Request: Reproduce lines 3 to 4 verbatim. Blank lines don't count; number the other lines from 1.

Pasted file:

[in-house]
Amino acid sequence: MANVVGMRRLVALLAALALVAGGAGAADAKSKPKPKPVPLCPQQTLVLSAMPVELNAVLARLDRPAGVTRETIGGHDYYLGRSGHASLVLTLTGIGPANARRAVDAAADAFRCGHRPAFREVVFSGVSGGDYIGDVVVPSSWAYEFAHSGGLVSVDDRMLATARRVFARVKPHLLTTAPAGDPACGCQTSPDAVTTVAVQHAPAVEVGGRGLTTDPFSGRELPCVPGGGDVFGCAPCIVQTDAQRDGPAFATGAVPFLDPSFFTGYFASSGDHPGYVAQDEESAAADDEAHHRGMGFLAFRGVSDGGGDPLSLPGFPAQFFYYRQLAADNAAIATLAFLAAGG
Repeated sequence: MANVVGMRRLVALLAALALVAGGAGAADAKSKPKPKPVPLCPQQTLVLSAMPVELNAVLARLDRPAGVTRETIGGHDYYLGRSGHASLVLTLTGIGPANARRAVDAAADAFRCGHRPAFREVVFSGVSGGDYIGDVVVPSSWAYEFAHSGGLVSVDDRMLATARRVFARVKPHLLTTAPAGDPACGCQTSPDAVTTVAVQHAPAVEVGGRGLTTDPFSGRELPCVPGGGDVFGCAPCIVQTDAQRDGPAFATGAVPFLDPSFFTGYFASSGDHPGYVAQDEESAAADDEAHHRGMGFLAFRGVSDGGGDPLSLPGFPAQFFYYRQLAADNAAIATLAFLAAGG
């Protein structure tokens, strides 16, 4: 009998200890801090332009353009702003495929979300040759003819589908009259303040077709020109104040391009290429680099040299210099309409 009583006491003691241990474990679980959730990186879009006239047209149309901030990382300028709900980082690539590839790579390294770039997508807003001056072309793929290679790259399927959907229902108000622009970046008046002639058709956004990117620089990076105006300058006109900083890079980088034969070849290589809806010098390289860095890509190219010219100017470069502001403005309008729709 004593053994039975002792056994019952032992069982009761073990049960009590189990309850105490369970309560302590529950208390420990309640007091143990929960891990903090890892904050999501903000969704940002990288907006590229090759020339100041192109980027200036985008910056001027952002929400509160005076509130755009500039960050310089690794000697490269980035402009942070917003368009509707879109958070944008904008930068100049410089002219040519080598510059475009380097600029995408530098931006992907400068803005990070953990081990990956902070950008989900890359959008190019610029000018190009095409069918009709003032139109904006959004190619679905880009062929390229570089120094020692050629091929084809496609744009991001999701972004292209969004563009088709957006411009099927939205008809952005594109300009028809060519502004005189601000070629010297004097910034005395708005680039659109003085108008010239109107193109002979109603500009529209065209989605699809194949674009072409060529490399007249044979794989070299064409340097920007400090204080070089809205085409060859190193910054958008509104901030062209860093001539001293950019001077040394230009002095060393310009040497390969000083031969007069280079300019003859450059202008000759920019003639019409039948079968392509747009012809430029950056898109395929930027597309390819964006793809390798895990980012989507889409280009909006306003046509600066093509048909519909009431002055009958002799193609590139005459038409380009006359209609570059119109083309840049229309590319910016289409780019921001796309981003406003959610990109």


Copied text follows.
Repeated sequence: MANVVGMRRLVALLAALALVAGGAGAADAKSKPKPKPVPLCPQQTLVLSAMPVELNAVLARLDRPAGVTRETIGGHDYYLGRSGHASLVLTLTGIGPANARRAVDAAADAFRCGHRPAFREVVFSGVSGGDYIGDVVVPSSWAYEFAHSGGLVSVDDRMLATARRVFARVKPHLLTTAPAGDPACGCQTSPDAVTTVAVQHAPAVEVGGRGLTTDPFSGRELPCVPGGGDVFGCAPCIVQTDAQRDGPAFATGAVPFLDPSFFTGYFASSGDHPGYVAQDEESAAADDEAHHRGMGFLAFRGVSDGGGDPLSLPGFPAQFFYYRQLAADNAAIATLAFLAAGG
């Protein structure tokens, strides 16, 4: 009998200890801090332009353009702003495929979300040759003819589908009259303040077709020109104040391009290429680099040299210099309409 009583006491003691241990474990679980959730990186879009006239047209149309901030990382300028709900980082690539590839790579390294770039997508807003001056072309793929290679790259399927959907229902108000622009970046008046002639058709956004990117620089990076105006300058006109900083890079980088034969070849290589809806010098390289860095890509190219010219100017470069502001403005309008729709 004593053994039975002792056994019952032992069982009761073990049960009590189990309850105490369970309560302590529950208390420990309640007091143990929960891990903090890892904050999501903000969704940002990288907006590229090759020339100041192109980027200036985008910056001027952002929400509160005076509130755009500039960050310089690794000697490269980035402009942070917003368009509707879109958070944008904008930068100049410089002219040519080598510059475009380097600029995408530098931006992907400068803005990070953990081990990956902070950008989900890359959008190019610029000018190009095409069918009709003032139109904006959004190619679905880009062929390229570089120094020692050629091929084809496609744009991001999701972004292209969004563009088709957006411009099927939205008809952005594109300009028809060519502004005189601000070629010297004097910034005395708005680039659109003085108008010239109107193109002979109603500009529209065209989605699809194949674009072409060529490399007249044979794989070299064409340097920007400090204080070089809205085409060859190193910054958008509104901030062209860093001539001293950019001077040394230009002095060393310009040497390969000083031969007069280079300019003859450059202008000759920019003639019409039948079968392509747009012809430029950056898109395929930027597309390819964006793809390798895990980012989507889409280009909006306003046509600066093509048909519909009431002055009958002799193609590139005459038409380009006359209609570059119109083309840049229309590319910016289409780019921001796309981003406003959610990109």